Time-lapse footage shows work going on overnight at the Tees Barrage’s £ 3million restoration

A major five-year restoration project in the Tees Barrage has reached halfway.

The expert engineers from the Canal & River Trust used a 150-ton crane to complete the latest £ 3 million series of work.

The carefully managed process included re-watering the caissons in front of the abdominal gates and removing the massive stopboards with the help of the diving team.

All four gates and cylinders – which play a vital role in preventing the area from flooding – are being renewed for the first time since they opened 25 years ago.

A crane weighing 150 tons was used to complete the latest series of works to refurbish the Tees Barrage

The project, which received a £ 525,000 contribution from the People’s Mail lottery, is the largest reform program implemented to date.

“It was a complex project and it was great to see everything going so smoothly as we reached this halfway point,” said George Ball, project manager for the restoration program.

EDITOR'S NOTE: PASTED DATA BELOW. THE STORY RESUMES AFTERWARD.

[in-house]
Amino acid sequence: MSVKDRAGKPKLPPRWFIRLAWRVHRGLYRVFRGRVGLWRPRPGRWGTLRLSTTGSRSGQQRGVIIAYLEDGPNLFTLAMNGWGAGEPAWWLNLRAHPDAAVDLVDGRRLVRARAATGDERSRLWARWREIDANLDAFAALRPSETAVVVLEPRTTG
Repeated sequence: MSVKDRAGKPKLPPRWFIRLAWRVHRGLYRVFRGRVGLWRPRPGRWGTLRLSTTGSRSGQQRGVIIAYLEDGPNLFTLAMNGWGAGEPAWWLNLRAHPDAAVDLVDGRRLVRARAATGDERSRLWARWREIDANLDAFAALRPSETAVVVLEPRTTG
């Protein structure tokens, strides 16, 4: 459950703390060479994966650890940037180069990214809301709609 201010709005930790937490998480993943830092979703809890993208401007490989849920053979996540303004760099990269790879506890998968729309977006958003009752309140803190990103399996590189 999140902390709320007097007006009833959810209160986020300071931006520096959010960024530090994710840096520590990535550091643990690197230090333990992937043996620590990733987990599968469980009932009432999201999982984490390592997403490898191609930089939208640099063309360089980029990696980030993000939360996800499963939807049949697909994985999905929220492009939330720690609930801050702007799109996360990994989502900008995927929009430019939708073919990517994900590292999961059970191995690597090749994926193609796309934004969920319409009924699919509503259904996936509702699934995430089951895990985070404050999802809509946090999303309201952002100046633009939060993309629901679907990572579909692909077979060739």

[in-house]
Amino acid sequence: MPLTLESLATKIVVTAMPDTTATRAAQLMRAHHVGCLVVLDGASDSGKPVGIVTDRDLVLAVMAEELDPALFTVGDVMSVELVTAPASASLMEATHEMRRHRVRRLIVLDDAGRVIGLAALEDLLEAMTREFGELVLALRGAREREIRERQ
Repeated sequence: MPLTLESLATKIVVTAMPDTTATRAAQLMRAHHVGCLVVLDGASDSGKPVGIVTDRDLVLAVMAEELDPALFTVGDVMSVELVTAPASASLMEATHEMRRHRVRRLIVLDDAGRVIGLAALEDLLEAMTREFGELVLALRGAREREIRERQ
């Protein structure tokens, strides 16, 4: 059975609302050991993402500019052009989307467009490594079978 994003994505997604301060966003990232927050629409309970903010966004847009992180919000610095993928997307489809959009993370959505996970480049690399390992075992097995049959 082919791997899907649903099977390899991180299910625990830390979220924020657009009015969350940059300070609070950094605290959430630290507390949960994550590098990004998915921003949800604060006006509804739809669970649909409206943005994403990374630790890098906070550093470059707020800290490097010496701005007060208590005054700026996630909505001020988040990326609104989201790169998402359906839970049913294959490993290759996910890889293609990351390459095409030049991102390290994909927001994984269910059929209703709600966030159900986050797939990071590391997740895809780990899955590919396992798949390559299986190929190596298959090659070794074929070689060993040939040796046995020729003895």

“With the cylinders expected to be another 25 years old, it will be a long time before we see something like this again.”

Sean McGinley, Director of Yorkshire and Northeast at the Canal & River Trust, added: “By controlling the water flow of the River Tees, to prevent flooding and tidal impacts, the Tees Valley continues to play an essential role in the regeneration of the Tees Waterfront.

“It helps create an attractive place to enjoy water sports, leisure activities, wildlife spotting, and relaxation with friends and family.

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“Among the many structures that our charity takes care of, Tees Barrage is truly unique, unlike anywhere else on our network.

“Thanks to the generous support of the popular mail lottery players, we can guarantee the longevity of the barrage for future generations.”

Tees Barrage has made the area a magnet for visitors and water sports in the area have been seen to flourish, with canoeing, dragon boat racing, jet skiing, skateboarding, canoeing, windsurfing, jet skiing, whitewater rafting, sailing, angling, and even powerboat racing all happen.

At the time of its construction in 1995, it was considered the largest civil engineering project in the UK – at a cost of £ 55 million.

It has lock-in boat navigation and walkways for migratory fishes and generates electricity from tidal power.

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